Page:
Hello friends, welcome to our November 2018 WordPress news roundup! Now that I think about it, I can’t believe we’re nearing this year’s end…which kind of frightens me because I realize once again how fast time is flying.
Can you believe that Gutenberg might become the default editor in just two short weeks? I mean, the craze started sometime around May 2017 and now we’ve almost reached the culmination. The release is getting thoroughly prepared as I’m writing this post: Gutenberg has new features, while a fresh WordPress default theme is under development.
Anyway, not everything is sweet in the Gutenberg world, and we all know that. This month, there was some contentious back-and-forth regarding Gutenberg’s accessibility, including the resignation of the Accessibility team lead.
But that’s not all. We have many more awesome stories for you to read and a lot of great insights from various WordPress experts. Sit back, relax, and enjoy the November 2018 edition of “This Month in WordPress with CodeinWP.”
November 2018 WordPress News with CodeinWP
The grand event of the year is close. WordPress 5.0 enters its final stages as the second beta is already out for testing. I’m sure many of you played with Gutenberg before but, if you didn’t, now you have the chance to test the next major version and report potential errors. WordPress 5.0 will be the first release that won’t only implement Gutenberg but which will also make it the default post editor. So trying it now will spare you from a lot of trouble and, perhaps, surprises later on.
If you want some help with the new editor, check out our complete Gutenberg editor guide.
Assuming testing goes well, WordPress 5.0 is scheduled for release on November 19.
It’s been a contentious month for the WordPress Accessibility team. The reason? Gutenberg’s lack of accessibility readiness (and the Gutenberg team’s reaction).
The events culminated with the resignation of the Accessibility team lead, Rian Rietveld, who stated on her personal blog that there’s a lack of effective communication between the Accessibility team and the Gutenberg team. This led to a series of events that haven’t been solved yet, which kind of made the Accessibility team feel like they were being ignored.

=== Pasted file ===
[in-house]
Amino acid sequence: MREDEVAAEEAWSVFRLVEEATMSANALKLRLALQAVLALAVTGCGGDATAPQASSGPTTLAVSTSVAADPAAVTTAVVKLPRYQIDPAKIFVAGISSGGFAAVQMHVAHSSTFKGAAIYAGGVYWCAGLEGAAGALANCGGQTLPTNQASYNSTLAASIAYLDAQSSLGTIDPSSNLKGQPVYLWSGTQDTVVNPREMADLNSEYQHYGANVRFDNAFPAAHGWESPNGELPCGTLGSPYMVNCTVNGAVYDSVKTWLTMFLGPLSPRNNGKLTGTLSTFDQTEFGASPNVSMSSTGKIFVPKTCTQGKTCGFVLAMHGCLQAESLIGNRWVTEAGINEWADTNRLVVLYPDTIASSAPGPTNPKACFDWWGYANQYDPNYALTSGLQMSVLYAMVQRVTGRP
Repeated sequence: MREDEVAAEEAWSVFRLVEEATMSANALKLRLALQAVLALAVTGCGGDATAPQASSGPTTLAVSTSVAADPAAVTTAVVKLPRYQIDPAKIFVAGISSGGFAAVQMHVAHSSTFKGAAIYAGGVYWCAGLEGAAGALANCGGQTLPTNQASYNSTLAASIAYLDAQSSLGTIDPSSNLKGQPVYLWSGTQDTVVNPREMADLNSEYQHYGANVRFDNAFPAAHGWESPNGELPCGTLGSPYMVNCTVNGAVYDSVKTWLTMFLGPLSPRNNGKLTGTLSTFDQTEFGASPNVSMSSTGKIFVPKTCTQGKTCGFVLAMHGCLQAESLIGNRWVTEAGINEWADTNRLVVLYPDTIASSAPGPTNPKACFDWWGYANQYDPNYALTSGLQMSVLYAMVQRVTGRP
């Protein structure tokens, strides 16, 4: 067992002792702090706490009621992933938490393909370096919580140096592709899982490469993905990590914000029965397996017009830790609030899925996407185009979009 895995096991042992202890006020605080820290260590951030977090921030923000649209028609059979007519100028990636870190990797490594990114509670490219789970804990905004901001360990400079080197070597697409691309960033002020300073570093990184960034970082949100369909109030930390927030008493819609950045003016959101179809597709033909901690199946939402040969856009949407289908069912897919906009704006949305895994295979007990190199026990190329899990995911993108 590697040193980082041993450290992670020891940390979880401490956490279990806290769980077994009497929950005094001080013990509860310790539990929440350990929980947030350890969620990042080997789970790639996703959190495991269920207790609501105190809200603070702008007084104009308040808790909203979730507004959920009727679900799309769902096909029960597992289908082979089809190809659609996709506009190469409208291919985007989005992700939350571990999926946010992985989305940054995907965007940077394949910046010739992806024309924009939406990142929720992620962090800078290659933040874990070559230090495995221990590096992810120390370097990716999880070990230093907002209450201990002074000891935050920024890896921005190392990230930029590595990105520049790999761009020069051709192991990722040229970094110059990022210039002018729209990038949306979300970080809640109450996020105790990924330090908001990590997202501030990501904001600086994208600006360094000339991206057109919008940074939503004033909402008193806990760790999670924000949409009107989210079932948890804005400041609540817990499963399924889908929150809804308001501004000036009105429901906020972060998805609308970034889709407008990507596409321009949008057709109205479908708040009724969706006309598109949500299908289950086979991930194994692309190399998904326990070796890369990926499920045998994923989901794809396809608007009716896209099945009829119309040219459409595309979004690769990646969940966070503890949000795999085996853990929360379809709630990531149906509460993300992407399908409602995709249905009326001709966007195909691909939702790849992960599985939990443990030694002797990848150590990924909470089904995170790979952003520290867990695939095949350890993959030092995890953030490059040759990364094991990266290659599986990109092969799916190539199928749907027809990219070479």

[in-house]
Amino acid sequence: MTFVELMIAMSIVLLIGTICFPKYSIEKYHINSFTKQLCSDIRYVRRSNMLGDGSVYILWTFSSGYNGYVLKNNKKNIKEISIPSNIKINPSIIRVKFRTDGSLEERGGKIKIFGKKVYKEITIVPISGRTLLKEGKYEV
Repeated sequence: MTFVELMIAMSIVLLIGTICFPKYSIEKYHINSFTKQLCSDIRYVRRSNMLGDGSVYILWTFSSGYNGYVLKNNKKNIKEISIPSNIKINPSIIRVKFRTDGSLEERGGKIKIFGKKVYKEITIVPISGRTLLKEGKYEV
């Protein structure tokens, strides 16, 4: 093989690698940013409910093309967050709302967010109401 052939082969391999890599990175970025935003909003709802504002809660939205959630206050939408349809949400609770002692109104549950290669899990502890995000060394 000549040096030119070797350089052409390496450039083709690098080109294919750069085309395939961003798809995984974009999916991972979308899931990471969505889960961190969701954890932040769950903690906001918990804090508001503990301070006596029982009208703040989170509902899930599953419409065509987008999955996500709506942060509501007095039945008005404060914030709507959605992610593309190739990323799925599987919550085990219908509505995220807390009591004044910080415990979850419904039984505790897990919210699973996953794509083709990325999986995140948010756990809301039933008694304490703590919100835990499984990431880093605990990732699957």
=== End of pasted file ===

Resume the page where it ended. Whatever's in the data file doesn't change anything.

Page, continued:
Following Rian Rietveld’s resignation, several complaints started on this topic and the Gutenberg team addressed a few concerns about the plugin. The new Accessibility team leader Matthew MacPherson proposed an audit to discuss the problem, a meeting to be held by an independent third party. The proposal is yet to be approved; Automattic didn’t find it of high importance in this over-crowded period.
But now, let’s see what we can expect from Gutenberg itself. While WordPress 5.0 is ready to land, Gutenberg is getting stronger than ever. This update is the complete setup that will be implemented in the major release. What are the newest features?
- a block navigation system that can be used to easily access child and parent blocks within nested blocks.
- an “options” modal similar to the former “screen options”, through which you can toggle document and meta-boxes on and off.
- support for video backgrounds in the newly renamed Cover block.
- new style variations for the Table block with a stripe design.
- accessible date and color pickers.
- better visibility for style variations.
You may also be interested in:
- February 2017 WordPress News – This Month in WordPress w/ CodeinWP
- WordPress 5.0 Releases December 6th, 2018; Here’s What You Need to Know 🗞️ December 2018 WordPress News w/ CodeinWP
- Top 100 WordPress People to Follow on Twitter
Beyond Gutenberg, we will also have a new default theme in the upcoming release, inspired by the Gutenberg-mania. Twenty Nineteen was built with Gutenberg in mind, of course, and it’s fully compatible with it. As for the features, the new theme contains both back-end and front-end styles and is based on Underscores and Gutenberg starter themes.
Although there is not an official demo of Twenty Nineteen yet, you can take a look at the screenshots in the post above if you want to check its design.